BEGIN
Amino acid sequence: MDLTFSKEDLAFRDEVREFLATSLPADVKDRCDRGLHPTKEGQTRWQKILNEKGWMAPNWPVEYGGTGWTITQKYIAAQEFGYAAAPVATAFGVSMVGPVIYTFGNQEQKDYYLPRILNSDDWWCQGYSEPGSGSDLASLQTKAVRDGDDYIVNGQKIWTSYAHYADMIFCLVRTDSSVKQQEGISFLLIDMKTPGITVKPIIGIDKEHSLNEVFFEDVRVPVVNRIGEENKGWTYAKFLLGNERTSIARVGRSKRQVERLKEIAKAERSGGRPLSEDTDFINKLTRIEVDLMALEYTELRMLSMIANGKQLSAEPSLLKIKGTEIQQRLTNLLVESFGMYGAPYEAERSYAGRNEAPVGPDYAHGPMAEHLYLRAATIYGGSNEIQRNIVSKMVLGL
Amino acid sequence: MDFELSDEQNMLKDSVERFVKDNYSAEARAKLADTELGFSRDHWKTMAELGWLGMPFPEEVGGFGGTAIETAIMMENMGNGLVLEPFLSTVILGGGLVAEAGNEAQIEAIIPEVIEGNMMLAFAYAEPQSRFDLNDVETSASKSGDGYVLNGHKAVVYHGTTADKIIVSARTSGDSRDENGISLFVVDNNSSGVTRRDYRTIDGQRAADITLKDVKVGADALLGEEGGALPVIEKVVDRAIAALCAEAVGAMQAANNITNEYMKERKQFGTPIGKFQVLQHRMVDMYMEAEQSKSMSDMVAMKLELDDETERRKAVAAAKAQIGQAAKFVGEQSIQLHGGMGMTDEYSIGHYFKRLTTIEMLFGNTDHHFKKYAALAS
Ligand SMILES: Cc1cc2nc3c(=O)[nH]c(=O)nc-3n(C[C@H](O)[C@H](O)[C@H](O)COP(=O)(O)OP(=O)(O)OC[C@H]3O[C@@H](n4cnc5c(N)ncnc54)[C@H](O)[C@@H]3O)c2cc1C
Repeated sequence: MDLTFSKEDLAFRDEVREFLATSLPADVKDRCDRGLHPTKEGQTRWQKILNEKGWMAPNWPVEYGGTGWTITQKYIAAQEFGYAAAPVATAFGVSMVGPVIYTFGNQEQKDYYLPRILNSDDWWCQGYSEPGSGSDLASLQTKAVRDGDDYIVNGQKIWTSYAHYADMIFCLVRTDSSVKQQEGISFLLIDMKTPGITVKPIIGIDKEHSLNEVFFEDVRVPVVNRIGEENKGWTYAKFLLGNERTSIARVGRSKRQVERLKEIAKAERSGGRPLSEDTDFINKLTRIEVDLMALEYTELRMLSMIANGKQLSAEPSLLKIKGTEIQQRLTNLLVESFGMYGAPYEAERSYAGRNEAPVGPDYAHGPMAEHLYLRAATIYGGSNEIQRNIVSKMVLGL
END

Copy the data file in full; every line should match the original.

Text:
Amino acid sequence: MDLTFSKEDLAFRDEVREFLATSLPADVKDRCDRGLHPTKEGQTRWQKILNEKGWMAPNWPVEYGGTGWTITQKYIAAQEFGYAAAPVATAFGVSMVGPVIYTFGNQEQKDYYLPRILNSDDWWCQGYSEPGSGSDLASLQTKAVRDGDDYIVNGQKIWTSYAHYADMIFCLVRTDSSVKQQEGISFLLIDMKTPGITVKPIIGIDKEHSLNEVFFEDVRVPVVNRIGEENKGWTYAKFLLGNERTSIARVGRSKRQVERLKEIAKAERSGGRPLSEDTDFINKLTRIEVDLMALEYTELRMLSMIANGKQLSAEPSLLKIKGTEIQQRLTNLLVESFGMYGAPYEAERSYAGRNEAPVGPDYAHGPMAEHLYLRAATIYGGSNEIQRNIVSKMVLGL
Amino acid sequence: MDFELSDEQNMLKDSVERFVKDNYSAEARAKLADTELGFSRDHWKTMAELGWLGMPFPEEVGGFGGTAIETAIMMENMGNGLVLEPFLSTVILGGGLVAEAGNEAQIEAIIPEVIEGNMMLAFAYAEPQSRFDLNDVETSASKSGDGYVLNGHKAVVYHGTTADKIIVSARTSGDSRDENGISLFVVDNNSSGVTRRDYRTIDGQRAADITLKDVKVGADALLGEEGGALPVIEKVVDRAIAALCAEAVGAMQAANNITNEYMKERKQFGTPIGKFQVLQHRMVDMYMEAEQSKSMSDMVAMKLELDDETERRKAVAAAKAQIGQAAKFVGEQSIQLHGGMGMTDEYSIGHYFKRLTTIEMLFGNTDHHFKKYAALAS
Ligand SMILES: Cc1cc2nc3c(=O)[nH]c(=O)nc-3n(C[C@H](O)[C@H](O)[C@H](O)COP(=O)(O)OP(=O)(O)OC[C@H]3O[C@@H](n4cnc5c(N)ncnc54)[C@H](O)[C@@H]3O)c2cc1C
Repeated sequence: MDLTFSKEDLAFRDEVREFLATSLPADVKDRCDRGLHPTKEGQTRWQKILNEKGWMAPNWPVEYGGTGWTITQKYIAAQEFGYAAAPVATAFGVSMVGPVIYTFGNQEQKDYYLPRILNSDDWWCQGYSEPGSGSDLASLQTKAVRDGDDYIVNGQKIWTSYAHYADMIFCLVRTDSSVKQQEGISFLLIDMKTPGITVKPIIGIDKEHSLNEVFFEDVRVPVVNRIGEENKGWTYAKFLLGNERTSIARVGRSKRQVERLKEIAKAERSGGRPLSEDTDFINKLTRIEVDLMALEYTELRMLSMIANGKQLSAEPSLLKIKGTEIQQRLTNLLVESFGMYGAPYEAERSYAGRNEAPVGPDYAHGPMAEHLYLRAATIYGGSNEIQRNIVSKMVLGL